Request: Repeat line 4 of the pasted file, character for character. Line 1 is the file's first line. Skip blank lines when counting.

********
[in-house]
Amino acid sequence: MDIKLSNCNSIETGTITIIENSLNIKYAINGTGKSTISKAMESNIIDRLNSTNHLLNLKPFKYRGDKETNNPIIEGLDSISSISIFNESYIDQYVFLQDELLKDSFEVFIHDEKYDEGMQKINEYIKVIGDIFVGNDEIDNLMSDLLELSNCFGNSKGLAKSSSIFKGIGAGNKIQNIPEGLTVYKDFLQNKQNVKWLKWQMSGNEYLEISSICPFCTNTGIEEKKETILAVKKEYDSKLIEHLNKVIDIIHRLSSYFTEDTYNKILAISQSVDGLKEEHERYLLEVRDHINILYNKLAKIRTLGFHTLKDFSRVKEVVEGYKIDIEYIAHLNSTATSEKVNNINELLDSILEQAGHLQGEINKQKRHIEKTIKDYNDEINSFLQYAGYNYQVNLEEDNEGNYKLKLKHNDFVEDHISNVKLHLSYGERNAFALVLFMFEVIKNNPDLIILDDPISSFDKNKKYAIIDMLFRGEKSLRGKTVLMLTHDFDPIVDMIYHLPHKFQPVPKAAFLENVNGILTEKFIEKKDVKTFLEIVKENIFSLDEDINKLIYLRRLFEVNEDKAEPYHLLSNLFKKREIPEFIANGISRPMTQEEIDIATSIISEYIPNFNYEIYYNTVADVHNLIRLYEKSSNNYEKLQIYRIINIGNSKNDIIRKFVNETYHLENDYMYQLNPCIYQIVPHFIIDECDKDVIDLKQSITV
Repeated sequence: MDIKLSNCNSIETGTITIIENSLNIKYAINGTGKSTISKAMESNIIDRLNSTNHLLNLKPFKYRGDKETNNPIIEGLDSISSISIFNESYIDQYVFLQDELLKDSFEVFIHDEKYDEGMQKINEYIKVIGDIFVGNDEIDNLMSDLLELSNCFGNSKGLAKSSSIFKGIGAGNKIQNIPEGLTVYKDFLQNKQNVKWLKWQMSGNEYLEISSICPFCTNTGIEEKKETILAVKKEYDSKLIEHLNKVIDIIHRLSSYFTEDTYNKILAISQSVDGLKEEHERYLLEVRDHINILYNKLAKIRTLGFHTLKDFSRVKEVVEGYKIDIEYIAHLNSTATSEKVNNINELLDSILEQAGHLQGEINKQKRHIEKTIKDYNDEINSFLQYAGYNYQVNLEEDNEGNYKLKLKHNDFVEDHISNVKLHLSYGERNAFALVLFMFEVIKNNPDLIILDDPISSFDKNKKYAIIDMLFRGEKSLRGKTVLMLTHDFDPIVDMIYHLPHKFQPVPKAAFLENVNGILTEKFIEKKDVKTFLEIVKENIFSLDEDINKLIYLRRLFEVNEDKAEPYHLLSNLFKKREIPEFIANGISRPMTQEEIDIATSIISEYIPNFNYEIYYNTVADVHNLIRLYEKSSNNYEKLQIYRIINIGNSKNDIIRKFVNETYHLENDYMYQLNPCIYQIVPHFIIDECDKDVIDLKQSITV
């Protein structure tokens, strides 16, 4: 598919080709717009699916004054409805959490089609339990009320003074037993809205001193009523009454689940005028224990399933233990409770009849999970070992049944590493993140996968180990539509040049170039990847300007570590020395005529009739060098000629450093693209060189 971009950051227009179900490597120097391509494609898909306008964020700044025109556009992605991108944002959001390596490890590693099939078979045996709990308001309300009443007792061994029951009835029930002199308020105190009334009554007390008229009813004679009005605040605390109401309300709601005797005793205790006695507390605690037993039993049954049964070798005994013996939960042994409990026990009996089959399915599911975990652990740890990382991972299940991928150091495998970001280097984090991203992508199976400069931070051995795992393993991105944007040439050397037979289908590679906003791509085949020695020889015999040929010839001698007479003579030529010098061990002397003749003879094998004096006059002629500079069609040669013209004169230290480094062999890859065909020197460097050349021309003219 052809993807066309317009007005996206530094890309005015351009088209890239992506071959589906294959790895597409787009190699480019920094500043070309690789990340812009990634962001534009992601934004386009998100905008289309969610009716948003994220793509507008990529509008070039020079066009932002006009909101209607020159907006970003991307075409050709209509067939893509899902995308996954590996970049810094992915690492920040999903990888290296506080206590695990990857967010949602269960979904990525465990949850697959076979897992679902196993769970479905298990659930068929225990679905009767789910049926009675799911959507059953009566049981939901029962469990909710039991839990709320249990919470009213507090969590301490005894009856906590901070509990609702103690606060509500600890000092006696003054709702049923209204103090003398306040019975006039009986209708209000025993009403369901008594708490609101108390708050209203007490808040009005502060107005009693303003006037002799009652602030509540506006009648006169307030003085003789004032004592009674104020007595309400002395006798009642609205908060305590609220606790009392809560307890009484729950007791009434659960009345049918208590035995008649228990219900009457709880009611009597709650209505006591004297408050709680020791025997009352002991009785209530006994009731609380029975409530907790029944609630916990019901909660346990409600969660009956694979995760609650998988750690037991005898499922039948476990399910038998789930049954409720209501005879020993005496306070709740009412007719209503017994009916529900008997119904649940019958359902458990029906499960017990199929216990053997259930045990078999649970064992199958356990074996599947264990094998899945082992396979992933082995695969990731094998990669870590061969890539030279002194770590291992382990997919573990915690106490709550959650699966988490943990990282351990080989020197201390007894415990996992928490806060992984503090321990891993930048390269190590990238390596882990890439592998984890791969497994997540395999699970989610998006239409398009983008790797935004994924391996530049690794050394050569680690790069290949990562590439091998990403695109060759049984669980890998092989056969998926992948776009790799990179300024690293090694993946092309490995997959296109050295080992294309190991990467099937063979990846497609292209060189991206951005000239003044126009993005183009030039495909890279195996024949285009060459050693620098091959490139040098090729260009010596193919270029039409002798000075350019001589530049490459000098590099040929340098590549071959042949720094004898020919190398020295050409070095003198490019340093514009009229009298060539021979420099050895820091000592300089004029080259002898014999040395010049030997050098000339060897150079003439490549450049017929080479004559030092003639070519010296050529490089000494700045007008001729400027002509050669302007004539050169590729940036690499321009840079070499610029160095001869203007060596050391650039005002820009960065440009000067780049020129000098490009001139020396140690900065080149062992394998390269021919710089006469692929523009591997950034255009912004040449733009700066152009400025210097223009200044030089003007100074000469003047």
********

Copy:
């Protein structure tokens, strides 16, 4: 598919080709717009699916004054409805959490089609339990009320003074037993809205001193009523009454689940005028224990399933233990409770009849999970070992049944590493993140996968180990539509040049170039990847300007570590020395005529009739060098000629450093693209060189 971009950051227009179900490597120097391509494609898909306008964020700044025109556009992605991108944002959001390596490890590693099939078979045996709990308001309300009443007792061994029951009835029930002199308020105190009334009554007390008229009813004679009005605040605390109401309300709601005797005793205790006695507390605690037993039993049954049964070798005994013996939960042994409990026990009996089959399915599911975990652990740890990382991972299940991928150091495998970001280097984090991203992508199976400069931070051995795992393993991105944007040439050397037979289908590679906003791509085949020695020889015999040929010839001698007479003579030529010098061990002397003749003879094998004096006059002629500079069609040669013209004169230290480094062999890859065909020197460097050349021309003219 052809993807066309317009007005996206530094890309005015351009088209890239992506071959589906294959790895597409787009190699480019920094500043070309690789990340812009990634962001534009992601934004386009998100905008289309969610009716948003994220793509507008990529509008070039020079066009932002006009909101209607020159907006970003991307075409050709209509067939893509899902995308996954590996970049810094992915690492920040999903990888290296506080206590695990990857967010949602269960979904990525465990949850697959076979897992679902196993769970479905298990659930068929225990679905009767789910049926009675799911959507059953009566049981939901029962469990909710039991839990709320249990919470009213507090969590301490005894009856906590901070509990609702103690606060509500600890000092006696003054709702049923209204103090003398306040019975006039009986209708209000025993009403369901008594708490609101108390708050209203007490808040009005502060107005009693303003006037002799009652602030509540506006009648006169307030003085003789004032004592009674104020007595309400002395006798009642609205908060305590609220606790009392809560307890009484729950007791009434659960009345049918208590035995008649228990219900009457709880009611009597709650209505006591004297408050709680020791025997009352002991009785209530006994009731609380029975409530907790029944609630916990019901909660346990409600969660009956694979995760609650998988750690037991005898499922039948476990399910038998789930049954409720209501005879020993005496306070709740009412007719209503017994009916529900008997119904649940019958359902458990029906499960017990199929216990053997259930045990078999649970064992199958356990074996599947264990094998899945082992396979992933082995695969990731094998990669870590061969890539030279002194770590291992382990997919573990915690106490709550959650699966988490943990990282351990080989020197201390007894415990996992928490806060992984503090321990891993930048390269190590990238390596882990890439592998984890791969497994997540395999699970989610998006239409398009983008790797935004994924391996530049690794050394050569680690790069290949990562590439091998990403695109060759049984669980890998092989056969998926992948776009790799990179300024690293090694993946092309490995997959296109050295080992294309190991990467099937063979990846497609292209060189991206951005000239003044126009993005183009030039495909890279195996024949285009060459050693620098091959490139040098090729260009010596193919270029039409002798000075350019001589530049490459000098590099040929340098590549071959042949720094004898020919190398020295050409070095003198490019340093514009009229009298060539021979420099050895820091000592300089004029080259002898014999040395010049030997050098000339060897150079003439490549450049017929080479004559030092003639070519010296050529490089000494700045007008001729400027002509050669302007004539050169590729940036690499321009840079070499610029160095001869203007060596050391650039005002820009960065440009000067780049020129000098490009001139020396140690900065080149062992394998390269021919710089006469692929523009591997950034255009912004040449733009700066152009400025210097223009200044030089003007100074000469003047």